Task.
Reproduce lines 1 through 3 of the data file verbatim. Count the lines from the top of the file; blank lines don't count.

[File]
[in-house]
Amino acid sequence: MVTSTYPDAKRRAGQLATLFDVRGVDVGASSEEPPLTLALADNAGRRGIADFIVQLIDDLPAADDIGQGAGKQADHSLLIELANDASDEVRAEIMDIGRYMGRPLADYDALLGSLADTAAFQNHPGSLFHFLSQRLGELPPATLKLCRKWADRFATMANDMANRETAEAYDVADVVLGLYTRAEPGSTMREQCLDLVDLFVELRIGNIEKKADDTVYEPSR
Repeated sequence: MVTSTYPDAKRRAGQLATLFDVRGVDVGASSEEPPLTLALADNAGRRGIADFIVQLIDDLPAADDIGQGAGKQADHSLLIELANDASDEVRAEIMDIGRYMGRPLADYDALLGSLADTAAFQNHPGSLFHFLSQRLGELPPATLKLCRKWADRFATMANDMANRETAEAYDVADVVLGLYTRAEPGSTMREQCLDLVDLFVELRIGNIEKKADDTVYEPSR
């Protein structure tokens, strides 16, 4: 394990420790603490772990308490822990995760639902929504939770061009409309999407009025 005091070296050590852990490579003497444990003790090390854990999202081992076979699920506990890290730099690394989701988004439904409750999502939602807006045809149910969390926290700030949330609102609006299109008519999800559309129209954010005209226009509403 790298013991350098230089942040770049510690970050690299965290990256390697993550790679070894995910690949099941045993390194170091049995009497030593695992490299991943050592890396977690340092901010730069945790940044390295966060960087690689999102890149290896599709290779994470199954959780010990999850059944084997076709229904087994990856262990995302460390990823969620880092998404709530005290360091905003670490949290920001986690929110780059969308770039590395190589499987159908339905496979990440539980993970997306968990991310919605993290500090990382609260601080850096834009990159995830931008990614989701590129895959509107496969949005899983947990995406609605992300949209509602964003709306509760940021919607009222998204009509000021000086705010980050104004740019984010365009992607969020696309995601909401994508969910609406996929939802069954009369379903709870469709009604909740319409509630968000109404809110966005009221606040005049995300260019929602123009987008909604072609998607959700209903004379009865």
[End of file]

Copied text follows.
[in-house]
Amino acid sequence: MVTSTYPDAKRRAGQLATLFDVRGVDVGASSEEPPLTLALADNAGRRGIADFIVQLIDDLPAADDIGQGAGKQADHSLLIELANDASDEVRAEIMDIGRYMGRPLADYDALLGSLADTAAFQNHPGSLFHFLSQRLGELPPATLKLCRKWADRFATMANDMANRETAEAYDVADVVLGLYTRAEPGSTMREQCLDLVDLFVELRIGNIEKKADDTVYEPSR
Repeated sequence: MVTSTYPDAKRRAGQLATLFDVRGVDVGASSEEPPLTLALADNAGRRGIADFIVQLIDDLPAADDIGQGAGKQADHSLLIELANDASDEVRAEIMDIGRYMGRPLADYDALLGSLADTAAFQNHPGSLFHFLSQRLGELPPATLKLCRKWADRFATMANDMANRETAEAYDVADVVLGLYTRAEPGSTMREQCLDLVDLFVELRIGNIEKKADDTVYEPSR